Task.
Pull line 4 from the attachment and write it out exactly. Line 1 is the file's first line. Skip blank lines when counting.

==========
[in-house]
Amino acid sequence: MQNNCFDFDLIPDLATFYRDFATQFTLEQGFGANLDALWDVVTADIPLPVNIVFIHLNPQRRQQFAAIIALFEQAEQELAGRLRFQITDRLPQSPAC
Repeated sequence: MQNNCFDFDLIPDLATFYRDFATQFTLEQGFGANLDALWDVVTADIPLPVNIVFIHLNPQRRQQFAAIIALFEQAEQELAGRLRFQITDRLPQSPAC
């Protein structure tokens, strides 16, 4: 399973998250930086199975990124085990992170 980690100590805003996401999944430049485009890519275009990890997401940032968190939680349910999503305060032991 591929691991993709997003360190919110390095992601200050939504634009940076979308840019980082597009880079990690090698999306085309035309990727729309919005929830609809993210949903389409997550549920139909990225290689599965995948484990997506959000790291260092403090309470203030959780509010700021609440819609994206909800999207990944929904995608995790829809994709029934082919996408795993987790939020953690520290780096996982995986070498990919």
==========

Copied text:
């Protein structure tokens, strides 16, 4: 399973998250930086199975990124085990992170 980690100590805003996401999944430049485009890519275009990890997401940032968190939680349910999503305060032991 591929691991993709997003360190919110390095992601200050939504634009940076979308840019980082597009880079990690090698999306085309035309990727729309919005929830609809993210949903389409997550549920139909990225290689599965995948484990997506959000790291260092403090309470203030959780509010700021609440819609994206909800999207990944929904995608995790829809994709029934082919996408795993987790939020953690520290780096996982995986070498990919």